Texas is re-upping a request to “opt in” to a federal law that would speed up the execution appeals process in the state, potentially leading to quicker executions.
Houston Chronicle reporter Keri Blakinger says this would set a shorter time limit on part of the federal appeals process. Currently the limit is set at one year, and this would reduce the window of time to six months.
“So it means that defense lawyers only have six months to prepare a key filing that starts off the federal appeals process,” Blakinger says. “To do that filing, they have to re-investigate what can, at that point, be years of a case. They have to go back and find any lawyering mistakes. They have to go back and find anything that might help an innocence claim.”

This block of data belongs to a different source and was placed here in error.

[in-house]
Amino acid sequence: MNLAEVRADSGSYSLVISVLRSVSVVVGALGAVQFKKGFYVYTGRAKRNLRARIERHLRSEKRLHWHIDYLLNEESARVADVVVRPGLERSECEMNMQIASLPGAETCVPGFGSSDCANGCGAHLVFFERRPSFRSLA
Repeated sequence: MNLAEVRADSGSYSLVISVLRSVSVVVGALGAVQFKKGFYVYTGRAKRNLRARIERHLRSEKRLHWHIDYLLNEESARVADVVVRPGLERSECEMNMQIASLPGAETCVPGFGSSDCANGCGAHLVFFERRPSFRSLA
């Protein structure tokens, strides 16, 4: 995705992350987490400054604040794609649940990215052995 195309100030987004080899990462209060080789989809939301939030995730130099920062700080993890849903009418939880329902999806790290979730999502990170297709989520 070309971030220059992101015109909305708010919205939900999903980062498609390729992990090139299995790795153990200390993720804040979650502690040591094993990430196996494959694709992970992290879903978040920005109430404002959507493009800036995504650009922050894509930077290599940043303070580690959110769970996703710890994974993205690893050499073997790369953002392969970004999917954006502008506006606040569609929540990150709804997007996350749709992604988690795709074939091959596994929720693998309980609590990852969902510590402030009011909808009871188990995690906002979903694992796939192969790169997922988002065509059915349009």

Blakinger says, in the current system, inmates can be on death row for many years.
“I think the thought is that this would cut down on the length of the appeals process and possibly benefit murder victims’ family members who would not have to wait as long to see what they believe is justice done,” Blakinger says.
Texas has had the “opt-in” option ever since the Antiterrorism and Effective Death Penalty Act passed in 1996 in the aftermath of the Oklahoma City bombing. For the first 10 years, it was up to the courts to decide whether a state could opt in. Under the Patriot Act, that decisionmaking then shifted to the Attorney General. Currently, no state has been approved.
“Texas applied in 2013 and Eric Holder did not approve it,” Blakinger says. “Just didn’t respond.”
In November, Jeff Session asked whether Texas was still interested in the opt-in process. The state said yes.
As of now, Blakinger says, a broad coalition of groups opposes the change.
Written by Angela Bonilla